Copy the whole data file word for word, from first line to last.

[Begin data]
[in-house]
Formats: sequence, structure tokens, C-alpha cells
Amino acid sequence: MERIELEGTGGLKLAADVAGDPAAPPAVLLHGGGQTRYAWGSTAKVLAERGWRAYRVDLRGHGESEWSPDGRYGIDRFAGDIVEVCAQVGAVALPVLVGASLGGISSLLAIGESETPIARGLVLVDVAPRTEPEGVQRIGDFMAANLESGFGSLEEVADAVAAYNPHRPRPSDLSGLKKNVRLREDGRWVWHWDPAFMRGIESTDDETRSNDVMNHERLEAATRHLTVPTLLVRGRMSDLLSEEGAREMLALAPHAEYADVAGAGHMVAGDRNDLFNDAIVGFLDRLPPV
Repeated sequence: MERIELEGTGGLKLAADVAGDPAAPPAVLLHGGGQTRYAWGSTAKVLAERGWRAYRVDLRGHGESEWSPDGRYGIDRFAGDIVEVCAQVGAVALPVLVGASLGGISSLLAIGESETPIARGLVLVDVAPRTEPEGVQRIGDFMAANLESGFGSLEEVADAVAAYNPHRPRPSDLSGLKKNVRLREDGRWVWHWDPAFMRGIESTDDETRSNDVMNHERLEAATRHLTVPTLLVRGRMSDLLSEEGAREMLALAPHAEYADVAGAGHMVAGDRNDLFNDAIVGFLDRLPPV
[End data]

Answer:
[in-house]
Formats: sequence, structure tokens, C-alpha cells
Amino acid sequence: MERIELEGTGGLKLAADVAGDPAAPPAVLLHGGGQTRYAWGSTAKVLAERGWRAYRVDLRGHGESEWSPDGRYGIDRFAGDIVEVCAQVGAVALPVLVGASLGGISSLLAIGESETPIARGLVLVDVAPRTEPEGVQRIGDFMAANLESGFGSLEEVADAVAAYNPHRPRPSDLSGLKKNVRLREDGRWVWHWDPAFMRGIESTDDETRSNDVMNHERLEAATRHLTVPTLLVRGRMSDLLSEEGAREMLALAPHAEYADVAGAGHMVAGDRNDLFNDAIVGFLDRLPPV
Repeated sequence: MERIELEGTGGLKLAADVAGDPAAPPAVLLHGGGQTRYAWGSTAKVLAERGWRAYRVDLRGHGESEWSPDGRYGIDRFAGDIVEVCAQVGAVALPVLVGASLGGISSLLAIGESETPIARGLVLVDVAPRTEPEGVQRIGDFMAANLESGFGSLEEVADAVAAYNPHRPRPSDLSGLKKNVRLREDGRWVWHWDPAFMRGIESTDDETRSNDVMNHERLEAATRHLTVPTLLVRGRMSDLLSEEGAREMLALAPHAEYADVAGAGHMVAGDRNDLFNDAIVGFLDRLPPV